|Chennai||Rs. 24840.00 (-0.36%)|
|Mumbai||Rs. 25460.00 (-0.16%)|
|Delhi||Rs. 25450.00 (2.21%)|
|Kolkata||Rs. 25000.00 (0%)|
|Kerala||Rs. 24700.00 (0%)|
|Bangalore||Rs. 25050.00 (1.42%)|
|Hyderabad||Rs. 24930.00 (1.63%)|
Ramesh, who recently visited Bijapur district in Chhattisgarh, was appalled to find that there was no gynecologist, pediatrician or orthopedic doctor in the entire district. He was more perturbed to find two foreign agencies — Red Cross and Medicines Sans Frontiers — operating in such critical areas.
“I have already raised the matter with the state’s governor and the chief minister and I intend to bring it to the notice of the Prime Minister,” Ramesh told Business Standard.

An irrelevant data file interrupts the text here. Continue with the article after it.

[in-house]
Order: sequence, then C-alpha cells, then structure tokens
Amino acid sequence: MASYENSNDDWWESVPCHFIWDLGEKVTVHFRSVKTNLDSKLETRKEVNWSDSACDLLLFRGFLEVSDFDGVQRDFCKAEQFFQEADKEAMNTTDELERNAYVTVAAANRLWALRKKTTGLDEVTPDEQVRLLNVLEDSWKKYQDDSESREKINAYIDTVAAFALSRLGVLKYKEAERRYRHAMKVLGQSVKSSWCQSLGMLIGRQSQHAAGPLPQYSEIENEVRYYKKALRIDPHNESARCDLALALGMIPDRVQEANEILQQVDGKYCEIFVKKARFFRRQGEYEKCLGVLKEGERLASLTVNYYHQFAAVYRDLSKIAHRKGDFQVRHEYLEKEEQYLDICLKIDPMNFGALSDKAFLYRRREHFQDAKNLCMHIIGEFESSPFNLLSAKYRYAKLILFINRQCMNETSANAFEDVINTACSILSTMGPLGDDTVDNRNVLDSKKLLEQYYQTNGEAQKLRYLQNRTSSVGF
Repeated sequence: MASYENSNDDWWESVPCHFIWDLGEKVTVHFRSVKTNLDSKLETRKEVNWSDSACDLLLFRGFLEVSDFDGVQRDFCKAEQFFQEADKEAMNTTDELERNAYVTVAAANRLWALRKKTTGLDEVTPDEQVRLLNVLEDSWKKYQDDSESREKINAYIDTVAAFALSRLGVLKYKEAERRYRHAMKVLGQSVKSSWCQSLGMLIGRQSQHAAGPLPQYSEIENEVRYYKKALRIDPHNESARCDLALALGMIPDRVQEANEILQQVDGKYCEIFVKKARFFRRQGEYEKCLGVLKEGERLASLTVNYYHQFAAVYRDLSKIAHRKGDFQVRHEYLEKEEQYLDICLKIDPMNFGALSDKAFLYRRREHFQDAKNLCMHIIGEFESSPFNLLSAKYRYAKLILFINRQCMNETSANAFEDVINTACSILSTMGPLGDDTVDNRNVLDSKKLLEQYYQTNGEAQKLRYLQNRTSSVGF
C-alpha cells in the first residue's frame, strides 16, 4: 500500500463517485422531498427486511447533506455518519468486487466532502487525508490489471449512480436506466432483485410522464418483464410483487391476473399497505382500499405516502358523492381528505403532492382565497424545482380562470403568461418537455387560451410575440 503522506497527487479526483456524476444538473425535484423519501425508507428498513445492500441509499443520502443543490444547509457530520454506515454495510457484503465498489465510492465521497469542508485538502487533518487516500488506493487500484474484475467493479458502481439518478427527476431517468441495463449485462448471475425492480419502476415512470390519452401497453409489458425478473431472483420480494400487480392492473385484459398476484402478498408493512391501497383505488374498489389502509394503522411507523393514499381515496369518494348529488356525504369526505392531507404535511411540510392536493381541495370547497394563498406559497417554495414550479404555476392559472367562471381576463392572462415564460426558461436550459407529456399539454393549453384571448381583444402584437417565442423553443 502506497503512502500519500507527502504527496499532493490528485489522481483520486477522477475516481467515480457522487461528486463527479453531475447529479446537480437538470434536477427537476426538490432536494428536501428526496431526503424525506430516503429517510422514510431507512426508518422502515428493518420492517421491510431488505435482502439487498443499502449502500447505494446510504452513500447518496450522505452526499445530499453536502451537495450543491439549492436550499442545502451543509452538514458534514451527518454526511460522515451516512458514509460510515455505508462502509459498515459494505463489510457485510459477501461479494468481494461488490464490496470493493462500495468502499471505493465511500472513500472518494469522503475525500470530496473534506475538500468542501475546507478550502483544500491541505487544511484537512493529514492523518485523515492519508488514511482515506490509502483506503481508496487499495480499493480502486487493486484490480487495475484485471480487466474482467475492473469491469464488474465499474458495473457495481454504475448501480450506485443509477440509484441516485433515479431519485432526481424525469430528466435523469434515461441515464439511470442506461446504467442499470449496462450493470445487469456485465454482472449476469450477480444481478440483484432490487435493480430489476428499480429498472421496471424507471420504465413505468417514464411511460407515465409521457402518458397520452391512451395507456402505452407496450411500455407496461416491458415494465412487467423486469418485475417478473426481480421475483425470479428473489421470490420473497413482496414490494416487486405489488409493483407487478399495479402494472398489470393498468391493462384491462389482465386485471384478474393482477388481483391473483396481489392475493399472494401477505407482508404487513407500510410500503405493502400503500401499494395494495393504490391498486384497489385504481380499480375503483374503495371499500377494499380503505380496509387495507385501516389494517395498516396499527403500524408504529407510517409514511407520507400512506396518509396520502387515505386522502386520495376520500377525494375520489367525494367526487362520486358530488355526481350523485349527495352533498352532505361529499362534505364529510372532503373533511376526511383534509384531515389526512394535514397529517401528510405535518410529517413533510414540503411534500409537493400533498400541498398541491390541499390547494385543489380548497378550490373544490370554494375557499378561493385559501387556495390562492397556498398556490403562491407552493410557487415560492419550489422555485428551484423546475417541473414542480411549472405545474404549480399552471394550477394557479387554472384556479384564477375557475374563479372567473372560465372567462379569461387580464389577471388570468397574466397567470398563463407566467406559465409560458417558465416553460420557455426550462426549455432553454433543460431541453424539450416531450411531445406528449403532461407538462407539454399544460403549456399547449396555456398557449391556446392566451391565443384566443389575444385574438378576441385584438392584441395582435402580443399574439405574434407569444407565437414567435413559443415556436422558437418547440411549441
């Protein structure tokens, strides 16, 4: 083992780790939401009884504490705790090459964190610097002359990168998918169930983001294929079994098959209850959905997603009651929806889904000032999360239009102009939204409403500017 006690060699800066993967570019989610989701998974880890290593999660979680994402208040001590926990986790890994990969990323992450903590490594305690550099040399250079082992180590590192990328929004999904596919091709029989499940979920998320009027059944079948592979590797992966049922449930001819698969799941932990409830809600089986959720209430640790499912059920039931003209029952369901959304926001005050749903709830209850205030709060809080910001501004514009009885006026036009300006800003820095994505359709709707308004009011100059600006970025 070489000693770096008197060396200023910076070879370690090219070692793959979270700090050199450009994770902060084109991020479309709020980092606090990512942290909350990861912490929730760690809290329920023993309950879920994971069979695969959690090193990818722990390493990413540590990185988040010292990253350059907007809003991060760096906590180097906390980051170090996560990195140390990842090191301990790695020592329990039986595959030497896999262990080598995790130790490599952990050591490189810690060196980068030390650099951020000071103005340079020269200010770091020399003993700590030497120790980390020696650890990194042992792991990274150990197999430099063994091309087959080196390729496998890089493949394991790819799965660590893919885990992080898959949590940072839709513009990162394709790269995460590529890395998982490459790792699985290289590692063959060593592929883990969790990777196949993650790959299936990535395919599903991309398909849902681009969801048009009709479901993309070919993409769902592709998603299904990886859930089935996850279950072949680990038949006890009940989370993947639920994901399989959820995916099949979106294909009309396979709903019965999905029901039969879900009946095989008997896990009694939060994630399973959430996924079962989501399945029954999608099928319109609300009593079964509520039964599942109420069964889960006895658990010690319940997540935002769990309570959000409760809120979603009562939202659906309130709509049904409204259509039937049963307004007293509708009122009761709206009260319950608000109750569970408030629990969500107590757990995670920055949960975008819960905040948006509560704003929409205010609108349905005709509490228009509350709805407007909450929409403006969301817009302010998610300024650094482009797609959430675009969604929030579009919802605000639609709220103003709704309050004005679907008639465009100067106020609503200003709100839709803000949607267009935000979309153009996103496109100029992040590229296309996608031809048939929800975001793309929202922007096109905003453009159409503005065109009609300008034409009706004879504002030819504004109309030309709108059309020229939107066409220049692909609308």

According to the Chhattisgarh government, it is a challenging task to provide medical services in the Naxal-dominated remote districts as medical staff, including doctors, were reluctant to work there. Therefore, reputed non-government organisations (NGOs) that provide health services were also chipping in to supplement the services of the local administration.
Chief Minister Raman Singh, when contacted by Business Standard, stated that the matter had already been referred to the home ministry and it was for the ministry to take a policy decision on the issue.
Ramesh has been touring the Integrated Action Plan (IAP) districts to assess the ground situation in these Naxal-affected areas. Till date, he has visited 41 of the 82 IAP districts.